Bathroom

  • You went before getting on, right? Don’t be one of those dumbasses who does the “I have to pee” dance behind the food cart.
  • Just because the seat belt sign turned off doesn’t mean you have to go mob the bathrooms with everyone else. Have some restraint.

Landing

  • You know that whole “captain has turned off the seatbelt sign” thing? Follow it, or risk getting knocked on your ass. It’s there for a reason.
  • Just like boarding the plane, there’s no reason to be the first one off. If there’s no room to stand up, then don’t. Wait your turn.
  • Airplane seat pockets are not garbage cans. Leave a magazine here if you want, but not gum or burritos.

 
 
Photo by Wildhaber

Stanza Coffee on 16th

November 9th, 2012

Stanza Coffee

Stanza Coffee Stanza Coffee

Apparently while I was away, the “garage” half of Pork Store on 16th was closed and renovated into a coffee shop. Just like Pork Store, the place has two locations: one on Haight and one on 16th.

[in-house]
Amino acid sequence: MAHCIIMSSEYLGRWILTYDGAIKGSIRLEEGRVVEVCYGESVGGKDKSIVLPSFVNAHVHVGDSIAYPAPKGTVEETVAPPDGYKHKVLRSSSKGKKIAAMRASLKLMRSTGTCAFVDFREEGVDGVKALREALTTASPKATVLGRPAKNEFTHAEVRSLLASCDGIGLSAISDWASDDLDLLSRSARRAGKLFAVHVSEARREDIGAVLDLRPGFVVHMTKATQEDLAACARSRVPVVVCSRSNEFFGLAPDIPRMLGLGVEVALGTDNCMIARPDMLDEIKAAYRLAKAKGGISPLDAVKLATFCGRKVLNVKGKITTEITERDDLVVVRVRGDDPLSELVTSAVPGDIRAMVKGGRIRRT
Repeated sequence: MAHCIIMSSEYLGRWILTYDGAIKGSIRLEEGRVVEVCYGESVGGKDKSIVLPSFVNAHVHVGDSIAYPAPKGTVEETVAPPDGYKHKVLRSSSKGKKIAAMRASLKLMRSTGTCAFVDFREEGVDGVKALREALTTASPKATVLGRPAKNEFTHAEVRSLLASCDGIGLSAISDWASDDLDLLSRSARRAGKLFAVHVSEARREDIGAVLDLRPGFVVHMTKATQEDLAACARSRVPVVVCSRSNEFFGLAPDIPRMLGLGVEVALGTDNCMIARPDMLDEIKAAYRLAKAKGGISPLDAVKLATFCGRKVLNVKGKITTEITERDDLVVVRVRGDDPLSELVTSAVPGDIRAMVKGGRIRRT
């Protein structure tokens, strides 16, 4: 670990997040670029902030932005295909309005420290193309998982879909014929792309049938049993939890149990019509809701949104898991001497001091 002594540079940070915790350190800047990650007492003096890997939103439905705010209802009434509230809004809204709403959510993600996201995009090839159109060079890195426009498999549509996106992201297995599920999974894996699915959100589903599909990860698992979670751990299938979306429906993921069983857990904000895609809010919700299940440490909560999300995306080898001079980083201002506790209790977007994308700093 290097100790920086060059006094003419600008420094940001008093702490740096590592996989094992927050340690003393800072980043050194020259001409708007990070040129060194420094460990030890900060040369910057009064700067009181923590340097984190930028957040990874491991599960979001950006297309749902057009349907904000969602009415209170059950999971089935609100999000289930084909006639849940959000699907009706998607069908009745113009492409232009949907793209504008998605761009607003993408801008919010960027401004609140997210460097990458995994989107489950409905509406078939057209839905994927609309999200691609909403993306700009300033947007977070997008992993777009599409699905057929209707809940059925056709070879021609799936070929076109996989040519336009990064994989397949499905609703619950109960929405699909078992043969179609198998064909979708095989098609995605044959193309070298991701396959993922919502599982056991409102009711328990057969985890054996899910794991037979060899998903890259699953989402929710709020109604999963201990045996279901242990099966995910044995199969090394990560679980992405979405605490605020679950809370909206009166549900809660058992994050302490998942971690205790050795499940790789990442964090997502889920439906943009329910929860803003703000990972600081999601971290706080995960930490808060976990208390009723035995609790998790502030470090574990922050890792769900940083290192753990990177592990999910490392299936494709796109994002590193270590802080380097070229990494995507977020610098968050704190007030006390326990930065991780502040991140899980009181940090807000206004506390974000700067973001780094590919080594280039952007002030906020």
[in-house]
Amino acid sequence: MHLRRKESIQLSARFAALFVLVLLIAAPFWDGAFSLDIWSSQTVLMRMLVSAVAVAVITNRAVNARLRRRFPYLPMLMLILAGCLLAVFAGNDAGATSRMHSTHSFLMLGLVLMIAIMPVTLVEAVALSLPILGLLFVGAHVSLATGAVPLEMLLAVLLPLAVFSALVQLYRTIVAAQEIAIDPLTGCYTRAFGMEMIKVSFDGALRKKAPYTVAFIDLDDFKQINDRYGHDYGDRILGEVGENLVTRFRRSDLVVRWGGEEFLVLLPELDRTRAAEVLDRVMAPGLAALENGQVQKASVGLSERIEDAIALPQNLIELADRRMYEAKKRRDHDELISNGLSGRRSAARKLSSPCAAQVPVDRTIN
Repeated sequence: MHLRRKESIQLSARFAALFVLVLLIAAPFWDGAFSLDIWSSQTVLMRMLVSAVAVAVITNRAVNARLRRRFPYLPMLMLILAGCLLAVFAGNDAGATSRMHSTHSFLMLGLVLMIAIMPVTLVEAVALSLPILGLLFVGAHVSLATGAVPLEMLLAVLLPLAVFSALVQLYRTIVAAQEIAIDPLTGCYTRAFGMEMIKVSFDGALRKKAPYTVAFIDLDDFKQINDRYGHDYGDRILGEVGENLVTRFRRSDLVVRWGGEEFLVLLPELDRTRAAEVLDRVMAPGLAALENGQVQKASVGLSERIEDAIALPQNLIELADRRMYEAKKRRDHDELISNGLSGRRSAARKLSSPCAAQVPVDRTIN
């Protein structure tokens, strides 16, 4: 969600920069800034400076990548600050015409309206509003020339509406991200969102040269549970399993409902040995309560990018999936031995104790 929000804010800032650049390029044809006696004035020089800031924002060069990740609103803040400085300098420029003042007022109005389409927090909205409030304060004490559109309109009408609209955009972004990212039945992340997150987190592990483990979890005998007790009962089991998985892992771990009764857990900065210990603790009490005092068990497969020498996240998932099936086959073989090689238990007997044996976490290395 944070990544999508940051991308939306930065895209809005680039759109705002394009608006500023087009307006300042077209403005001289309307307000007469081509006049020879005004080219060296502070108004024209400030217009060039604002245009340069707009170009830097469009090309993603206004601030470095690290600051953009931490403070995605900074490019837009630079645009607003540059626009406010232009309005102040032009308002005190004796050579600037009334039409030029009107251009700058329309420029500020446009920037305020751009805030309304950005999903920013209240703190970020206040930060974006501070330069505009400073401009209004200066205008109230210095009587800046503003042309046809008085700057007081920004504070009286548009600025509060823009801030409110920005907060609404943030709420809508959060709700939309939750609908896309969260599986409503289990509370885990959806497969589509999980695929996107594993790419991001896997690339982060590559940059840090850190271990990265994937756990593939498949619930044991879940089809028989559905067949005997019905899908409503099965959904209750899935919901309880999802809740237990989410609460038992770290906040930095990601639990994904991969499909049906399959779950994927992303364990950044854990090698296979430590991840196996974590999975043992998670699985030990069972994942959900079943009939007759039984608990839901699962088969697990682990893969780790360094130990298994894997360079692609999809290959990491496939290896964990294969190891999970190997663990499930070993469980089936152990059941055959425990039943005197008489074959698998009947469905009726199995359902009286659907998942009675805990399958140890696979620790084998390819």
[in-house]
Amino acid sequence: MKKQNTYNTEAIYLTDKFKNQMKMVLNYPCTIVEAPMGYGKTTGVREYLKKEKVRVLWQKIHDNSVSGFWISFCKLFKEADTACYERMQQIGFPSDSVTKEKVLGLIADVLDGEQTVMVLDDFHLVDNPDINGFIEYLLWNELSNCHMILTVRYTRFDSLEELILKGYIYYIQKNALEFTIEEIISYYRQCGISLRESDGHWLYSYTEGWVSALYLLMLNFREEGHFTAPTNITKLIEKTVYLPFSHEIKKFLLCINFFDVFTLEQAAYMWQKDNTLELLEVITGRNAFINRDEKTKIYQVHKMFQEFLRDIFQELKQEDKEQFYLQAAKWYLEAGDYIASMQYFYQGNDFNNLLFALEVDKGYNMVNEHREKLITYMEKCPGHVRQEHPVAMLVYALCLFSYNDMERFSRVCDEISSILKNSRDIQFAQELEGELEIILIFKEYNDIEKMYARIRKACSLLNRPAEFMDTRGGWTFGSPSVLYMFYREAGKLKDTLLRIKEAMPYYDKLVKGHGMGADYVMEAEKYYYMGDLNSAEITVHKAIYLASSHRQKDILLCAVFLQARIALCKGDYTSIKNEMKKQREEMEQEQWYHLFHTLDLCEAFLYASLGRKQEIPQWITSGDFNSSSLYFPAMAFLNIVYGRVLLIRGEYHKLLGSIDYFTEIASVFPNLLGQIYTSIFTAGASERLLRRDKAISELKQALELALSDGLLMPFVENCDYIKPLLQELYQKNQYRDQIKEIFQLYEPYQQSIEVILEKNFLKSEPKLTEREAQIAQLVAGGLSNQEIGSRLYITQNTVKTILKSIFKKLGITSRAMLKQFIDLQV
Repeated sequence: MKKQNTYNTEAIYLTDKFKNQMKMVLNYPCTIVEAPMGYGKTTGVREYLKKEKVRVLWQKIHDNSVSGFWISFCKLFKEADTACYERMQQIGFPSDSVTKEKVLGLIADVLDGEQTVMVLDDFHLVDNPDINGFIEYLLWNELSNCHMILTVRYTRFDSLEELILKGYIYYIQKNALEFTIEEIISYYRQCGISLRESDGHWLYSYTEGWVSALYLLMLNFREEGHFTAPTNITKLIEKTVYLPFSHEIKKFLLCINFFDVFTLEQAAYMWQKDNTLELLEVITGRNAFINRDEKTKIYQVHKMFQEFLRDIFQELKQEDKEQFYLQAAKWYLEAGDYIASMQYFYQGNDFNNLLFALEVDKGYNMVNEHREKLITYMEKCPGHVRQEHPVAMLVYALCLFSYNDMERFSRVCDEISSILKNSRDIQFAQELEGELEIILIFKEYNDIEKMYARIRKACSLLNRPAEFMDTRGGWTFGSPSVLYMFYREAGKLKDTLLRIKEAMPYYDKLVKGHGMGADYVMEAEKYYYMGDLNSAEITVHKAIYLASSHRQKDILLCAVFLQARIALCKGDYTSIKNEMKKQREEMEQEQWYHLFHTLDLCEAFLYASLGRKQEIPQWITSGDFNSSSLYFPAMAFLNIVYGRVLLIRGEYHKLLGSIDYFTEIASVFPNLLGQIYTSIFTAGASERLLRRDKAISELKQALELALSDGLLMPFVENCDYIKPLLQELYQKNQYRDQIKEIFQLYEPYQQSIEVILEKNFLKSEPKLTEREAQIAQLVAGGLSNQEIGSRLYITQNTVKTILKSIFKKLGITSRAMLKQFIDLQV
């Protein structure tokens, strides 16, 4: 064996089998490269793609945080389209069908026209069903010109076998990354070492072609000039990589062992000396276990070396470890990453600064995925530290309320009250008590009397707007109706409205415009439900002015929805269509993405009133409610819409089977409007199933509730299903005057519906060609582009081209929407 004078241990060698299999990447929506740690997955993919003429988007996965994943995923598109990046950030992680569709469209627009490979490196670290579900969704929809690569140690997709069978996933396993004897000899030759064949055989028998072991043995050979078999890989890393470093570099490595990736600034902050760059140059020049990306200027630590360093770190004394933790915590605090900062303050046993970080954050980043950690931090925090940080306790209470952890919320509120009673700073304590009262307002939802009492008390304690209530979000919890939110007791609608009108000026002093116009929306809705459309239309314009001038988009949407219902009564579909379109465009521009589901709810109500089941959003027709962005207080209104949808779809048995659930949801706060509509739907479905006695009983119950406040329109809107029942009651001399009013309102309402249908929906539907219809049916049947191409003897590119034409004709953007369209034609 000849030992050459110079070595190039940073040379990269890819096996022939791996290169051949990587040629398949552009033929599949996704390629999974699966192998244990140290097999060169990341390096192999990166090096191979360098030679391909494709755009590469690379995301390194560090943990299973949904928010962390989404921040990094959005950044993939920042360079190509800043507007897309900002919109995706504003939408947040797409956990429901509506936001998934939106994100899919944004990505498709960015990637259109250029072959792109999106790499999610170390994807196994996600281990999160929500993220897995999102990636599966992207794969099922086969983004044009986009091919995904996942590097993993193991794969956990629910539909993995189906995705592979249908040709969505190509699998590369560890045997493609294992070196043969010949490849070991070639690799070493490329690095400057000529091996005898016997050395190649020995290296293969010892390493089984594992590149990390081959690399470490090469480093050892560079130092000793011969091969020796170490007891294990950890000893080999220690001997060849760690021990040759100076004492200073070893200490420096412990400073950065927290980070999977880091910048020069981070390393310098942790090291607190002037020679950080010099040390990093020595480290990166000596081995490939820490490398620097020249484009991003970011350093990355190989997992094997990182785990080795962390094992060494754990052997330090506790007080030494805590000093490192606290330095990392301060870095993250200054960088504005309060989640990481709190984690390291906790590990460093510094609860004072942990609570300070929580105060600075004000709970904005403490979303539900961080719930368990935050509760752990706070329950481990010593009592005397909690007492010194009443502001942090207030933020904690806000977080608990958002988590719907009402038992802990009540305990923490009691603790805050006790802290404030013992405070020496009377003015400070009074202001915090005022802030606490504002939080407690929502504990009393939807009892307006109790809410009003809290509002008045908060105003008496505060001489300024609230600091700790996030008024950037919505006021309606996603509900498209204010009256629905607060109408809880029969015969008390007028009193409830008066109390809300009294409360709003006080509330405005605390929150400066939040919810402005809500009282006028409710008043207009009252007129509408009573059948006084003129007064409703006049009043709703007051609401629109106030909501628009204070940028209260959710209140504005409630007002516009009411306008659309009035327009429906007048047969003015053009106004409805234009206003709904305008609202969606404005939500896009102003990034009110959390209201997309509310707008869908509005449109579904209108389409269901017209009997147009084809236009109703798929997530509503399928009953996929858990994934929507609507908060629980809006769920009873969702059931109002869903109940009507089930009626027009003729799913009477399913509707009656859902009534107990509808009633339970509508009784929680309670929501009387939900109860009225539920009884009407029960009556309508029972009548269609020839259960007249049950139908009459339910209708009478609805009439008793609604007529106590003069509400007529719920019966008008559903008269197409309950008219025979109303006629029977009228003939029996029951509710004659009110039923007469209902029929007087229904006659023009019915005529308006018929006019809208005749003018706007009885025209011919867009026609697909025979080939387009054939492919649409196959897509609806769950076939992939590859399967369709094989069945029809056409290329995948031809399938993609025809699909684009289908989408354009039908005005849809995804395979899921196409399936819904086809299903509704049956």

I dropped in to the new 16th St location and gave it a try. It’s obvious there’s still some growing pains — the cashier didn’t know how to use the register — but the espresso shot I had was pretty good. For a business that’s barely a day old, it seems to be on track.

Now I know what you’re thinking: another coffee shop in the Mission? Why? Turns out there’s a reason competitors tend to set up shop right next to one another; NPR’s Planet Money has the answer.